About Santa Paula
Santa Paula is a city within Ventura County, California, United States. The population was 28,598 at the 2000 census. It has been dubbed the "Citrus Capital of the World." As the initial headquarters of the company that became Unocal, it was one of the early centers of California's enormous petroleum industry.
Santa Paula is located at 34°21′21″N, 119°4′6″W (34.355792, -119.068425). According to the United States Census Bureau, the city has a total area of 11.9 km² (4.6 mi²), all land.
The vicinity of Santa Paula was originally inhabited by the Chumash, a Native American people. Father Junipero Serra became active in the area during the Spanish mission period; the town takes its name from the Catholic saint Paula. In 1928, the town was devastated by the failure of William Mulholland's St. Francis Dam.
As of the census of 2000, there were 28,598 people, 8,137 households, and 6,435 families residing in the city. The population density was 2,400.4/km² (6,214.6/mi²). There were 8,341 housing units at an average density of 700.1/km² (1,812.6/mi²). The racial makeup of the city was 10.2% White, 0.41% African American, 1.02% Native American, 0.70% Asian, 0.19% Pacific Islander, .37% from other races, and 4.68% from two or more races. Hispanic or Latino of any race were 71.2% of the population.  There were 8,136 households out of which 44.1% had children under the age of 18 living with them, 59.1% were married couples living together, 13.4% had a female householder with no husband present, and 20.9% were non-families. 17.2% of all households were made up of individuals and 9.4% had someone living alone who was 65 years of age or older. The average household size was 3.49 and the average family size was 3.86. In the city the population was spread out with 31.4% under the age of 18, 10.9% from 18 to 24, 29.7% from 25 to 44, 17.3% from 45 to 64, and 10.7% who were 65 years of age or older. The median age was 30 years. For every 100 females there were 103.7 males. For every 100 females age 18 and over, there were 102.3 males. The median income for a household in the city was $41,651, and the median income for a family was $45,419. Males had a median income of $32,165 versus $25,818 for females. The per capita income for the city was $15,736. About 12.2% of families and 14.7% of the population were below the poverty line, including 18.4% of those under age 18 and 9.1% of those age 65 or over.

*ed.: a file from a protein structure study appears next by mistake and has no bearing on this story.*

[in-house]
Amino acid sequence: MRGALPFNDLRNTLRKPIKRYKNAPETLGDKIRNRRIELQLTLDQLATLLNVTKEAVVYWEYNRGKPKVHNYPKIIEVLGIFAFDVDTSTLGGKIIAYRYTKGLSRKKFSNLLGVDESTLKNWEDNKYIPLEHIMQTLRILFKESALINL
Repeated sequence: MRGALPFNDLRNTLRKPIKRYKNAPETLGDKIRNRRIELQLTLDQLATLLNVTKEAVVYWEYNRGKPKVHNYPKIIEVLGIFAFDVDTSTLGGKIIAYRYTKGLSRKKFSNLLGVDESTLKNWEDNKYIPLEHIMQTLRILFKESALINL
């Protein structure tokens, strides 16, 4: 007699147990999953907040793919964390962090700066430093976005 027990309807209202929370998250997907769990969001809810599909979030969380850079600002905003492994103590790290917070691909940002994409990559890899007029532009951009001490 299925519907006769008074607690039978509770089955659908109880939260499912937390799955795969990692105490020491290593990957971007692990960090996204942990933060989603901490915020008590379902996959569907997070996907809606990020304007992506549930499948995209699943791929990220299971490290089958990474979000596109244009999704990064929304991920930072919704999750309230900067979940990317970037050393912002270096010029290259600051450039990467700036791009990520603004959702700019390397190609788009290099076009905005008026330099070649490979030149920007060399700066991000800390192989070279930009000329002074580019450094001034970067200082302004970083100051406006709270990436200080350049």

In the state legislature Santa Paula is located in the 17th Senate District, represented by Republican George Runner, and in the 37th Assembly District, represented by Republican Audra Strickland. Federally, Santa Paula is located in California's 24th congressional district, which has a Cook PVI of R +5 and is represented by Republican Elton Gallegly.
Santa Paula's economy is primarily agriculturally based, originally focusing on the growing of oranges and lemons. Recently, however, avocados have also been grown, and an avocado was added to the city's official seal. Santa Paula's mediterranean climate combined with an estimated 20 feet of topsoil have made it one of the best locations for growing citrus. Santa Paula has very few large retail stores, the largest of which is likely K-Mart. Most residents travel to neighboring cities to purchase hard goods. Santa Paula's main street area consists mostly of 99 cent stores and novelty shops. The city is home to a smattering of corner stores and small grocery markets. These small corner shops and markets have a distinct Latin-American flavor, selling myriad items imported from Mexico. In addition they almost always have a large meat department which sells a variety of seafood, poultry, and beef.